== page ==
7/7 senior officer 'never debriefed', inquests hear

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King's Cross underground station
Image caption,
This was the most deadly of four co-ordinated attacks on the capital's transport network

A senior police officer who took charge on one of the bombed 7/7 trains has never had a formal debrief following the attack, the inquests have heard.

Former Inspector David Mugridge said he had made the "very hard decision" to declare a "crime scene" and was "surprised" he had never had a debrief.

The only requirement had been to fill in a form on the evening after the attacks of 7 July 2005, he said.

Germaine Lindsay killed 26 people with a bomb on London's Piccadilly Line.

His suicide attack, on a southbound underground train between King's Cross and Russell Square, was the most deadly of four co-ordinated attacks on the capital's transport network which killed 52 people.

'Sea of bodies'

The inquests at the Royal Courts of Justice heard that when the now retired officer arrived at King's Cross station after the attack, he had had to force himself to ignore the emerging injured passengers and move towards the stricken carriage.

"I had to steel my heart to walk past those who were walking wounded, to get to the scene, to ascertain what had gone on, on the scene and take command of the scene," he said.

On arrival, he said he was faced by a sea of bodies, with the living and the dead "intermingled" and passengers "moaning and groaning".

"I then made I suppose my only decision of the day. It was quite an easy decision in some ways, and a very hard decision in others.

"To rescue the living and the rest unfortunately would be a crime scene," he said.


Mr Mugridge said it was his experience as a former member of the Royal Navy, during which he was was caught in a incident during the Falklands War, which led him to think there had been a bomb on the carriage.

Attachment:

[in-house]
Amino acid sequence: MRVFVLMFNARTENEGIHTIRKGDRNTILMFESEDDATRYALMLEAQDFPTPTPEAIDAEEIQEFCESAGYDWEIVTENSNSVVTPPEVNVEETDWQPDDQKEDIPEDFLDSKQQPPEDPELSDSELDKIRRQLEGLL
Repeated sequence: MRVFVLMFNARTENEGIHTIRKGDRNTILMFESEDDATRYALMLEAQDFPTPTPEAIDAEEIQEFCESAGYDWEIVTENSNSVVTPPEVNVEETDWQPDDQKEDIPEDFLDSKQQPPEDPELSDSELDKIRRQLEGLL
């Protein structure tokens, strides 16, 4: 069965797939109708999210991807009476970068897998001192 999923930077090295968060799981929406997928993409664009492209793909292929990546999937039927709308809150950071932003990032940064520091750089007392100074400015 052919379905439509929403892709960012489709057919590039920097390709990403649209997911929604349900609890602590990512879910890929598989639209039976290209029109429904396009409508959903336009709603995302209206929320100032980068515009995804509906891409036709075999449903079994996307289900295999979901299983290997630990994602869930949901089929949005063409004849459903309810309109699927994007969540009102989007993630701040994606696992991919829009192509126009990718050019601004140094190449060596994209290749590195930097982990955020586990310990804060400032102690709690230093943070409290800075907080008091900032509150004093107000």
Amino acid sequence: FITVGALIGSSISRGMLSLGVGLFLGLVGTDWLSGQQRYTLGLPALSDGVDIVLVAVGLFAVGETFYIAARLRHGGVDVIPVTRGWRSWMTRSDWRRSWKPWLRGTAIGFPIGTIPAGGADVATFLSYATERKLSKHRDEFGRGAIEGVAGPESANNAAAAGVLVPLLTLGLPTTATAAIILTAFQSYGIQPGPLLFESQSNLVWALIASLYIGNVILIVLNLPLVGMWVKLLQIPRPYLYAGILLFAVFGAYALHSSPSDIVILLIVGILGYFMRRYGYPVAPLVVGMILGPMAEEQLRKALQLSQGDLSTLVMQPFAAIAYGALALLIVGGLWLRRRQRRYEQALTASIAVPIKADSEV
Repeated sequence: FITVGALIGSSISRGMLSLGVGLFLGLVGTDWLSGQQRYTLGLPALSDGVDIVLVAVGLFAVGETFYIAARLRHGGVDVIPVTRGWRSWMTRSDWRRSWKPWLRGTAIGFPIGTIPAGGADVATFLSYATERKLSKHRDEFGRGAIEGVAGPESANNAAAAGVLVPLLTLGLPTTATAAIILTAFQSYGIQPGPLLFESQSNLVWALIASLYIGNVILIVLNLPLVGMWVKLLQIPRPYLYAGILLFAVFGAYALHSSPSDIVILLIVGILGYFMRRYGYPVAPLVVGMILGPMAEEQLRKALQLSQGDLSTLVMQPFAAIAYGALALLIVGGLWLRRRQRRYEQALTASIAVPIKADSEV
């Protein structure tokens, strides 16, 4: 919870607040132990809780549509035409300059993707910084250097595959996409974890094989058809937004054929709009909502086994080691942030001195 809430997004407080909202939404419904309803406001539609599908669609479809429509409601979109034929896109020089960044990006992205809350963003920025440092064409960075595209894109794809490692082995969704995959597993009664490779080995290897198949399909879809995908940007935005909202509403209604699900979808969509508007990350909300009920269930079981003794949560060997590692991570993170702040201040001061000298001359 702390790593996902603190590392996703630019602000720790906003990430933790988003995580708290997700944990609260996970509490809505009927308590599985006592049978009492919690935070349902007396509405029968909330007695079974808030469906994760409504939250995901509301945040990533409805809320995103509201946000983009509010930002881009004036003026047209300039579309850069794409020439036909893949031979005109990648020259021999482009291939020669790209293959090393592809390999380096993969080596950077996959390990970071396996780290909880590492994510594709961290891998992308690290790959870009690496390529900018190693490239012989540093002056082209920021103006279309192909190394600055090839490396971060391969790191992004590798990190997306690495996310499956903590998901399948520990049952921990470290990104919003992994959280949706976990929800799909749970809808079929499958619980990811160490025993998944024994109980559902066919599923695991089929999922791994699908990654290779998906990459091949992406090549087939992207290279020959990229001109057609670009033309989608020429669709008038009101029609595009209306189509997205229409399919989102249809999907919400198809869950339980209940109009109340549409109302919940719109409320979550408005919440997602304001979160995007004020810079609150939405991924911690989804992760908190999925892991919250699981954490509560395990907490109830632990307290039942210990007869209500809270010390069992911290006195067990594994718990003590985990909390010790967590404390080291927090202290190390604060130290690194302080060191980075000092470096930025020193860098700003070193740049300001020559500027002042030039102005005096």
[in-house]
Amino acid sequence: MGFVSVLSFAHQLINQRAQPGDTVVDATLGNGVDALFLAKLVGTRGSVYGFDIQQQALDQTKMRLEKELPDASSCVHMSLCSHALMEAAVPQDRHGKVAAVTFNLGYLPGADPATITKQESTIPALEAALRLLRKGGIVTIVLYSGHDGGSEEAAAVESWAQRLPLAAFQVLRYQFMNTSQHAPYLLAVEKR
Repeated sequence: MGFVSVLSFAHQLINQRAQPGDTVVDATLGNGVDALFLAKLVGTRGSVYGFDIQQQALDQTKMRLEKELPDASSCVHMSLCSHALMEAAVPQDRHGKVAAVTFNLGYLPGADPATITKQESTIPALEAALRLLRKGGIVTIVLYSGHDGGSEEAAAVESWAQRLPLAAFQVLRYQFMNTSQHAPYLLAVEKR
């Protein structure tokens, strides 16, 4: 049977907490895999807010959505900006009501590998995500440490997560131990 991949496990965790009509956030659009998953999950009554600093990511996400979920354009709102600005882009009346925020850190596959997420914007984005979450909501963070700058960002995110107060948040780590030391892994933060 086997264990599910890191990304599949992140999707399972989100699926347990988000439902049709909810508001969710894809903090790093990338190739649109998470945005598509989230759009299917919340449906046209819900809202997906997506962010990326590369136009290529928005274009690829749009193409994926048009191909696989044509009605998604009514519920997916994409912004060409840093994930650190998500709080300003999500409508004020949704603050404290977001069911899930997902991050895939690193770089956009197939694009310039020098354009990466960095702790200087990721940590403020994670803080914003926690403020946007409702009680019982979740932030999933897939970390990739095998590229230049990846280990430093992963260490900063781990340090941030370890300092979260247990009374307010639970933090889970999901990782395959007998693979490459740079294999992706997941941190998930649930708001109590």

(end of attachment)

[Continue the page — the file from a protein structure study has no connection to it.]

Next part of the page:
The inquests heard the officer feared further explosives were nearby but refused to voice his concerns to ensure others "could concentrate on the job in hand" rather than "worry about their own safety".

"I made a conscious decision that we were going to rescue the living.

"If there was a secondary device there, well, then there was a secondary device and we would keep our fingers crossed," he said.

Mr Mugridge, who became emotional as he left the court, also spoke of how he later joined colleagues at the nearby Renaissance Hotel where he filled in a "sheet" in relation to the King's Cross blast.

"I have never, ever been debriefed on this operation, not by the Metropolitan Police or anyone else," he said.

"I was quite surprised about this. I would perhaps consider myself, because I had done it, to be the expert the Met had for dealing in that sort of situation."

The Sutton police inspector was later awarded an MBE for his efforts during the bombings, the inquests heard.

'Enormously grateful'

The inquest also heard from Dr Alistair Mulcahy, a consultant anaesthetist at the Royal London Hospital who was working as a volunteer doctor for the British Association for Immediate Care on 7/7.

His work at the time - assisting the London Ambulance Service in major incidents - was unpaid and staff sometimes bought their own supplies.

Asked about whether mother-of-two Susan Levy, 53, from Hertfordshire, who was discovered struggling to breathe with "very severe lacerations" to her legs, could have survived if a tourniquet was applied to her limbs at the scene, he simply said: "Yes".

Mrs Levy was later pronounced dead at the Royal London Hospital.

Thanking Dr Alistair Mulcahy for his efforts, the coroner, Lady Justice Hallett, said: "We are all enormously grateful to you and your colleagues who volunteered your services and by the sounds of it, sometimes even had to pay for your own equipment.

"Thank you for everything that you did to try to save Mrs Levy."

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